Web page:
We divided the 110 HCC patients into two groups using the median level of miR-425-5p as the cut-off value. The relationship between miR-425-5p expression and patient clinicopathological features was analyzed. High miR-425-5p expression was associated with poor clinicopathological features including tumor nodular number (P = 0.041), microvascular invasion (P = 0.022), TNM stage (P = 0.028), and BCLC stage (P = 0.004) (Table 1).

Table 1: Correlations between miR-425-5p expression levels and clinicopathological variables of 110 cases of HCC

Clinicopathologic Variables

n

miR-425 expression

P

Low

High

Gender

 Male

95

46

49

 

 Female

15

9

6

0.409

Age (years)

 ≤ 60

85

42

43

 

 > 60

25

13

12

0.822

Liver cirrhosis

 Presence

89

45

44

 

 Absence

21

10

11

0.637

Liver function

 Child-Pugh A

101

51

50

 

 Child-Pugh B

9

4

5

0.731

Tumor size (cm)

 ≤5

71

36

35

 

 > 5

39

19

20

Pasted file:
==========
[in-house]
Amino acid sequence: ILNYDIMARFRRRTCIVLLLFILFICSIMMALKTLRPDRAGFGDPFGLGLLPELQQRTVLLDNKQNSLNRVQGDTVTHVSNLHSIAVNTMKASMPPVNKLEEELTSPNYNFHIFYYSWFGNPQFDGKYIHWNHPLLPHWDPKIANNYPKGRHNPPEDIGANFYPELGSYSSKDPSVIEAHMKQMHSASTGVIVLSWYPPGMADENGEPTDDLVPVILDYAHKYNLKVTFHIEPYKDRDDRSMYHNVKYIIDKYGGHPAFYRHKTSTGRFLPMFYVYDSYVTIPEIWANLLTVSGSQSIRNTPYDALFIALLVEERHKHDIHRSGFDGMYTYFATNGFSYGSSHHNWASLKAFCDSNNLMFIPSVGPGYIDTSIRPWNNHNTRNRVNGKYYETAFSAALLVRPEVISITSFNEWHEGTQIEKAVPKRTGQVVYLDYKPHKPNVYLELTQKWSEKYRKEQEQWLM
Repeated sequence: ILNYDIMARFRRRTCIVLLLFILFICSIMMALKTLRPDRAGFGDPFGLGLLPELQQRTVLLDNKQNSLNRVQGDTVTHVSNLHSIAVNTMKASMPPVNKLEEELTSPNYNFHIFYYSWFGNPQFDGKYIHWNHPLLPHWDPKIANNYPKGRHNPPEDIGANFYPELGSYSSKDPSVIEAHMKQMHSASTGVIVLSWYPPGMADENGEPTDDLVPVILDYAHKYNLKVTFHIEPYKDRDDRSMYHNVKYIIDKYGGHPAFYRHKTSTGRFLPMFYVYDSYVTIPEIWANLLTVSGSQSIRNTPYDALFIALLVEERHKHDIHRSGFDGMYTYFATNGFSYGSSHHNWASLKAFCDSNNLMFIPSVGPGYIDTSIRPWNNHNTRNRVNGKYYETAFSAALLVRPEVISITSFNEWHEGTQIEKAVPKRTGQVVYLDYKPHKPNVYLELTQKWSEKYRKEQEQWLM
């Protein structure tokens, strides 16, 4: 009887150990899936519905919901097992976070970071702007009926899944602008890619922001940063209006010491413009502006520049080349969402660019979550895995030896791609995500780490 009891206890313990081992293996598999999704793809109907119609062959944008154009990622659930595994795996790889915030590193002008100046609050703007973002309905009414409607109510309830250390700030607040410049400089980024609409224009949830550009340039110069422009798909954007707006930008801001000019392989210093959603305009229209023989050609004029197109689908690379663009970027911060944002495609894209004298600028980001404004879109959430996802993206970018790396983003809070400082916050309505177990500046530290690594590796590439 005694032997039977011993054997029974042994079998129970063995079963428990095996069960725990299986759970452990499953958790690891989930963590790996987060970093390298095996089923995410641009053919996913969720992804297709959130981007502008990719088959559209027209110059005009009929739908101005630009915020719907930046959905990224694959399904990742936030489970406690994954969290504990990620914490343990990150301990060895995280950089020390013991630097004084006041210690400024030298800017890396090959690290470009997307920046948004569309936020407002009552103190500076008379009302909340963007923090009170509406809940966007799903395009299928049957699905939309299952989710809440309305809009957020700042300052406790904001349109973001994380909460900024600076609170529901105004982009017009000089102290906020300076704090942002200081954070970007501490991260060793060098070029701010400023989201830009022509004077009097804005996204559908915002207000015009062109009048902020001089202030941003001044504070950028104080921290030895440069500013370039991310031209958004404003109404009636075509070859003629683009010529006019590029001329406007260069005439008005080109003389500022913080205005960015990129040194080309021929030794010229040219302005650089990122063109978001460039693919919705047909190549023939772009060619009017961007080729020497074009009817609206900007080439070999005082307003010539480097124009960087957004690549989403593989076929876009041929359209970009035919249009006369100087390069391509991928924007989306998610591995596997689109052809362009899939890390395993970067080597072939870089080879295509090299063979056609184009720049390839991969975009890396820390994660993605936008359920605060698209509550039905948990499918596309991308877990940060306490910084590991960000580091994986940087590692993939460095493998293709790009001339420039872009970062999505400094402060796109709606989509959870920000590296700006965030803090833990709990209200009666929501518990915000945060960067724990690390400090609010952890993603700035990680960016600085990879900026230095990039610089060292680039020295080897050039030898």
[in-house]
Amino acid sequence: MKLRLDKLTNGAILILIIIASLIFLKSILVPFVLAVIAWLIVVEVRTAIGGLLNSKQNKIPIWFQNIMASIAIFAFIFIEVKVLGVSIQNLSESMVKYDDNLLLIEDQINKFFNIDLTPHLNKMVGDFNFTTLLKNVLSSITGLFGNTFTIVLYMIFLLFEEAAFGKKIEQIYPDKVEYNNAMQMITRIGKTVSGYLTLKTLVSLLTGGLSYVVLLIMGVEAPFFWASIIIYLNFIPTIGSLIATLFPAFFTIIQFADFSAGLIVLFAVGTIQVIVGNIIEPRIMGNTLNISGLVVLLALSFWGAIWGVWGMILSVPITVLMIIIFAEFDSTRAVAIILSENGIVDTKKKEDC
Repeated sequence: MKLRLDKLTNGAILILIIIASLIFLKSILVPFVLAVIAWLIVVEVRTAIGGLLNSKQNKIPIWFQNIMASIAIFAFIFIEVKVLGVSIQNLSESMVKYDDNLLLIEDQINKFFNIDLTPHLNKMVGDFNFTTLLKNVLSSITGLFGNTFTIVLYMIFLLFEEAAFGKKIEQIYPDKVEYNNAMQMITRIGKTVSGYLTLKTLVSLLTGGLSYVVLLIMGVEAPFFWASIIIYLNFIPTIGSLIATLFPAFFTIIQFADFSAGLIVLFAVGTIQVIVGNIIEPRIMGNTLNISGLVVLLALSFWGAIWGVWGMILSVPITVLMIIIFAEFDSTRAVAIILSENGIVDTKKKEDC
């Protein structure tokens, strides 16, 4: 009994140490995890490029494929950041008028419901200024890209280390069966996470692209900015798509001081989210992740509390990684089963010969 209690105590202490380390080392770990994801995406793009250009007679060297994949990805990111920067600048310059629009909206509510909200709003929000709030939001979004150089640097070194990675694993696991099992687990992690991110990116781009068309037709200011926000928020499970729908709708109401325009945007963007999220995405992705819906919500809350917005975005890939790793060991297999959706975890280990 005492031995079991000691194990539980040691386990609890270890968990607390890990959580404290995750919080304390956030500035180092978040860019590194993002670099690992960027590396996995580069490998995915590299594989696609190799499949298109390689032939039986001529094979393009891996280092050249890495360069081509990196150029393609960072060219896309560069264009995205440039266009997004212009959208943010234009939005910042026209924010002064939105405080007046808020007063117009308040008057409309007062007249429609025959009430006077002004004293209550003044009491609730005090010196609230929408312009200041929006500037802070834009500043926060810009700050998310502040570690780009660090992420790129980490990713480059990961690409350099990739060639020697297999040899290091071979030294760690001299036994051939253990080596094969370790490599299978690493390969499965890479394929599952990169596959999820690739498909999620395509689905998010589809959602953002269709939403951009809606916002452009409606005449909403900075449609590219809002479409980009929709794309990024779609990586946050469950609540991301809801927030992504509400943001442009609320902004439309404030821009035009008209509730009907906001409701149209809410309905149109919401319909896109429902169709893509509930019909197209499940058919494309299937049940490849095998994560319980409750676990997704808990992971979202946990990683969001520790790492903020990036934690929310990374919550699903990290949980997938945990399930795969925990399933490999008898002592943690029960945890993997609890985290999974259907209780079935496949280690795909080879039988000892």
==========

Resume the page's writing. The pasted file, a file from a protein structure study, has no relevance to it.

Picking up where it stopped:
0.844

Tumor nodule number

 Solitary

85

47

38

 

 Multiple(≥2)

25

8

17

0.041

Edmondson-Steiner grade

 I-II

46

21

25

 

 III-IV

64

34

30

0.444

Microvascular invasion

 Absence

58

35

23

 

 Presence

52

20

32

0.022

TNM stage

 Stage I

42

27

21

 

 Stage II

48

24

18

 

 Stage III

20

4

16

0.028

BCLC stage

 BCLC A

88

50

38

 

 BCLC B

22

5

17

0.004

We next evaluated the relationship between miR-425-5p expression and patient prognosis. Survival curves indicated that the 4-year overall survival (OS) and disease-free survival (DFS) of patients with high miR-425-5p expression were 26.8% and 19.7%, respectively, which were significantly lower than those of patients with low miR-425-5p expression (58.4% and 56.5%, respectively; P < 0.001; Figure 1C and 1D). The mean survival time in the high miR-425-5p group was significantly shorter than in the low miR-425-5p group (mean OS: 41.6 vs. 31.0 months; mean DFS: 36.0 vs. 24.4 months).

Univariate and multivariate survival analysis indicated that microvascular invasion (P < 0.001), TNM stage (P = 0.002), BCLC stage (P = 0.014), and miR-425-5p expression (P = 0.001) were independent risk factors for OS (Figure 2 and Supplementary Table 2). Univariate and multivariate survival analysis also confirmed that microvascular invasion (P < 0.001), BCLC stage (P = 0.042), and miR-425-5p expression (P = 0.002) were independent risk factors for DFS (Figure 2 and Supplementary Table 3).

OS and DFS of HCC patients.